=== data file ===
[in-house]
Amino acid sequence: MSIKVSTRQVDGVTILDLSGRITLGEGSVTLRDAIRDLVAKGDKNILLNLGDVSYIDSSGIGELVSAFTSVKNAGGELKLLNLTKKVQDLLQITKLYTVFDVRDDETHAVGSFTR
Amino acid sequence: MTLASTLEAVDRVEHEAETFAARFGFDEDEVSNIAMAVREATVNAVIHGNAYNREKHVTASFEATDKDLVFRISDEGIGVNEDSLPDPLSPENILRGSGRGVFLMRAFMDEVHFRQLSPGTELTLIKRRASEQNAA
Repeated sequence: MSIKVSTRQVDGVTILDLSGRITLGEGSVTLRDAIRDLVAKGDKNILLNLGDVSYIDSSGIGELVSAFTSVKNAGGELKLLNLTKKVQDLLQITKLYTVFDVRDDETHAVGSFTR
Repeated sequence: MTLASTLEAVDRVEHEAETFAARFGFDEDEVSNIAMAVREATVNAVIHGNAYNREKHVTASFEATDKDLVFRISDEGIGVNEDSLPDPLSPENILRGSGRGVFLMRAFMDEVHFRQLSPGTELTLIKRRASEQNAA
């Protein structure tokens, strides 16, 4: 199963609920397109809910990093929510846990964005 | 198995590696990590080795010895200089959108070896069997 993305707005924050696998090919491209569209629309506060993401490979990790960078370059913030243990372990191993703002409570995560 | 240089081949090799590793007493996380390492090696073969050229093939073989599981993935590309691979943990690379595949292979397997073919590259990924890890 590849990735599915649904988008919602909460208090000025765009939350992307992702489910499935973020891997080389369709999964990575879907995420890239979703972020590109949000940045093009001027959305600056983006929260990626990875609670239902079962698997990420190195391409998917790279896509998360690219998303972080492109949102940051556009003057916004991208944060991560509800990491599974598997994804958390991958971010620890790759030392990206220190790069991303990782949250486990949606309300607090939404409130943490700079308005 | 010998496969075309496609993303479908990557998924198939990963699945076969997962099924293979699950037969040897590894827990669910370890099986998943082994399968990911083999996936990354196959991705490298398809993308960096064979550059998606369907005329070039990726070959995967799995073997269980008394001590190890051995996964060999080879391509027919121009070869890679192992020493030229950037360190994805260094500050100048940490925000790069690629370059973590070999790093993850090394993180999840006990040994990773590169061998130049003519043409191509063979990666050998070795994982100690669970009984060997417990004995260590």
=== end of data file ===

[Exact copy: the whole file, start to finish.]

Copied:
[in-house]
Amino acid sequence: MSIKVSTRQVDGVTILDLSGRITLGEGSVTLRDAIRDLVAKGDKNILLNLGDVSYIDSSGIGELVSAFTSVKNAGGELKLLNLTKKVQDLLQITKLYTVFDVRDDETHAVGSFTR
Amino acid sequence: MTLASTLEAVDRVEHEAETFAARFGFDEDEVSNIAMAVREATVNAVIHGNAYNREKHVTASFEATDKDLVFRISDEGIGVNEDSLPDPLSPENILRGSGRGVFLMRAFMDEVHFRQLSPGTELTLIKRRASEQNAA
Repeated sequence: MSIKVSTRQVDGVTILDLSGRITLGEGSVTLRDAIRDLVAKGDKNILLNLGDVSYIDSSGIGELVSAFTSVKNAGGELKLLNLTKKVQDLLQITKLYTVFDVRDDETHAVGSFTR
Repeated sequence: MTLASTLEAVDRVEHEAETFAARFGFDEDEVSNIAMAVREATVNAVIHGNAYNREKHVTASFEATDKDLVFRISDEGIGVNEDSLPDPLSPENILRGSGRGVFLMRAFMDEVHFRQLSPGTELTLIKRRASEQNAA
């Protein structure tokens, strides 16, 4: 199963609920397109809910990093929510846990964005 | 198995590696990590080795010895200089959108070896069997 993305707005924050696998090919491209569209629309506060993401490979990790960078370059913030243990372990191993703002409570995560 | 240089081949090799590793007493996380390492090696073969050229093939073989599981993935590309691979943990690379595949292979397997073919590259990924890890 590849990735599915649904988008919602909460208090000025765009939350992307992702489910499935973020891997080389369709999964990575879907995420890239979703972020590109949000940045093009001027959305600056983006929260990626990875609670239902079962698997990420190195391409998917790279896509998360690219998303972080492109949102940051556009003057916004991208944060991560509800990491599974598997994804958390991958971010620890790759030392990206220190790069991303990782949250486990949606309300607090939404409130943490700079308005 | 010998496969075309496609993303479908990557998924198939990963699945076969997962099924293979699950037969040897590894827990669910370890099986998943082994399968990911083999996936990354196959991705490298398809993308960096064979550059998606369907005329070039990726070959995967799995073997269980008394001590190890051995996964060999080879391509027919121009070869890679192992020493030229950037360190994805260094500050100048940490925000790069690629370059973590070999790093993850090394993180999840006990040994990773590169061998130049003519043409191509063979990666050998070795994982100690669970009984060997417990004995260590």